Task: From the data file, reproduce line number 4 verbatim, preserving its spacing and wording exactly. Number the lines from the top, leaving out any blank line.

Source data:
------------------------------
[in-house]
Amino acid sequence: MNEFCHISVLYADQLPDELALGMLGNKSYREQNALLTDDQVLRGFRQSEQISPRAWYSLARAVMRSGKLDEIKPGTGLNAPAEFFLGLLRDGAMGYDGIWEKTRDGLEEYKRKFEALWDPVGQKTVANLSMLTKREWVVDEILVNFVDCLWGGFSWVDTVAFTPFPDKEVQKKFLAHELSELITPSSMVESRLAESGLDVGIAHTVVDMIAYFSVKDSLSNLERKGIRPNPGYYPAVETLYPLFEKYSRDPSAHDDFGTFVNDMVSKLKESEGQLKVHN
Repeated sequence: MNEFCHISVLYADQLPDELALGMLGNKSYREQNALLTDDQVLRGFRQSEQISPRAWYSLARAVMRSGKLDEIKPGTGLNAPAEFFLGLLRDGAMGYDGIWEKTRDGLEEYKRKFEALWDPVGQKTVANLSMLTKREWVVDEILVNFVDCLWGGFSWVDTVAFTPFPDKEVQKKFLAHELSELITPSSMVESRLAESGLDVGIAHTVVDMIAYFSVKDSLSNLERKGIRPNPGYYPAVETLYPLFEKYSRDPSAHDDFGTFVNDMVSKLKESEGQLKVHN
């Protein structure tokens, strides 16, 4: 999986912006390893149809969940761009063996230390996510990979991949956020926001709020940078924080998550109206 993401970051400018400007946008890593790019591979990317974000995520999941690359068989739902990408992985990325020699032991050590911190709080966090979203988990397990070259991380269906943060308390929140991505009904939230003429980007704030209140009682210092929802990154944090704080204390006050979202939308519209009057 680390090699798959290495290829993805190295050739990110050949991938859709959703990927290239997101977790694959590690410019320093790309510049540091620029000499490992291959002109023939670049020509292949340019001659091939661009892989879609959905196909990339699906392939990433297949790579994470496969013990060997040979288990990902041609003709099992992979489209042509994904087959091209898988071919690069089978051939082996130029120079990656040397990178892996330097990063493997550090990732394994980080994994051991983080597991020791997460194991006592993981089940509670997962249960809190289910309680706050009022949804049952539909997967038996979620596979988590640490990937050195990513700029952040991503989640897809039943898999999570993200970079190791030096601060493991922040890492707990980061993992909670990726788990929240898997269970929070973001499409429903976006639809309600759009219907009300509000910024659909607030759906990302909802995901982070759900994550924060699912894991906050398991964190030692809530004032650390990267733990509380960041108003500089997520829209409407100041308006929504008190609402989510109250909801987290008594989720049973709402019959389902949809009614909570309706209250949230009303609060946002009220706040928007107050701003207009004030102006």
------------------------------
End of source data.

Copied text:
């Protein structure tokens, strides 16, 4: 999986912006390893149809969940761009063996230390996510990979991949956020926001709020940078924080998550109206 993401970051400018400007946008890593790019591979990317974000995520999941690359068989739902990408992985990325020699032991050590911190709080966090979203988990397990070259991380269906943060308390929140991505009904939230003429980007704030209140009682210092929802990154944090704080204390006050979202939308519209009057 680390090699798959290495290829993805190295050739990110050949991938859709959703990927290239997101977790694959590690410019320093790309510049540091620029000499490992291959002109023939670049020509292949340019001659091939661009892989879609959905196909990339699906392939990433297949790579994470496969013990060997040979288990990902041609003709099992992979489209042509994904087959091209898988071919690069089978051939082996130029120079990656040397990178892996330097990063493997550090990732394994980080994994051991983080597991020791997460194991006592993981089940509670997962249960809190289910309680706050009022949804049952539909997967038996979620596979988590640490990937050195990513700029952040991503989640897809039943898999999570993200970079190791030096601060493991922040890492707990980061993992909670990726788990929240898997269970929070973001499409429903976006639809309600759009219907009300509000910024659909607030759906990302909802995901982070759900994550924060699912894991906050398991964190030692809530004032650390990267733990509380960041108003500089997520829209409407100041308006929504008190609402989510109250909801987290008594989720049973709402019959389902949809009614909570309706209250949230009303609060946002009220706040928007107050701003207009004030102006």